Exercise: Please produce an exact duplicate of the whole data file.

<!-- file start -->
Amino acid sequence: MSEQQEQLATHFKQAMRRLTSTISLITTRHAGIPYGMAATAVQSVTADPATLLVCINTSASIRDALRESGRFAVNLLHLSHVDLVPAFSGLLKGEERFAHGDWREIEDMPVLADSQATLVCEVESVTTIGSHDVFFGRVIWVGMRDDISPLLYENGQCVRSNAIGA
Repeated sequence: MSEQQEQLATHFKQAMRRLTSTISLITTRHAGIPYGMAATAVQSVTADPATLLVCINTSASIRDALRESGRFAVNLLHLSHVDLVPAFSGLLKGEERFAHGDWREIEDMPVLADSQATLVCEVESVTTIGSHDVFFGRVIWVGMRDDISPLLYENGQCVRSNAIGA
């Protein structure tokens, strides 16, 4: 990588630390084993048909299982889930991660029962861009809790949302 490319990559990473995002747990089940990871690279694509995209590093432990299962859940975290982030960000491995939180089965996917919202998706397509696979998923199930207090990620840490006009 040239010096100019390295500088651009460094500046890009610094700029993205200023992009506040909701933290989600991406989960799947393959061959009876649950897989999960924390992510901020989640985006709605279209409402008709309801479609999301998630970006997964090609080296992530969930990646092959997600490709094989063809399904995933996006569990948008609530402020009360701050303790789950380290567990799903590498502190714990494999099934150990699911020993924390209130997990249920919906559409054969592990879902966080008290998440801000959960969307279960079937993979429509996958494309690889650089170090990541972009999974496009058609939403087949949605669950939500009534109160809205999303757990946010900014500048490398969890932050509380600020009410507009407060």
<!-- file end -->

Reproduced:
Amino acid sequence: MSEQQEQLATHFKQAMRRLTSTISLITTRHAGIPYGMAATAVQSVTADPATLLVCINTSASIRDALRESGRFAVNLLHLSHVDLVPAFSGLLKGEERFAHGDWREIEDMPVLADSQATLVCEVESVTTIGSHDVFFGRVIWVGMRDDISPLLYENGQCVRSNAIGA
Repeated sequence: MSEQQEQLATHFKQAMRRLTSTISLITTRHAGIPYGMAATAVQSVTADPATLLVCINTSASIRDALRESGRFAVNLLHLSHVDLVPAFSGLLKGEERFAHGDWREIEDMPVLADSQATLVCEVESVTTIGSHDVFFGRVIWVGMRDDISPLLYENGQCVRSNAIGA
């Protein structure tokens, strides 16, 4: 990588630390084993048909299982889930991660029962861009809790949302 490319990559990473995002747990089940990871690279694509995209590093432990299962859940975290982030960000491995939180089965996917919202998706397509696979998923199930207090990620840490006009 040239010096100019390295500088651009460094500046890009610094700029993205200023992009506040909701933290989600991406989960799947393959061959009876649950897989999960924390992510901020989640985006709605279209409402008709309801479609999301998630970006997964090609080296992530969930990646092959997600490709094989063809399904995933996006569990948008609530402020009360701050303790789950380290567990799903590498502190714990494999099934150990699911020993924390209130997990249920919906559409054969592990879902966080008290998440801000959960969307279960079937993979429509996958494309690889650089170090990541972009999974496009058609939403087949949605669950939500009534109160809205999303757990946010900014500048490398969890932050509380600020009410507009407060």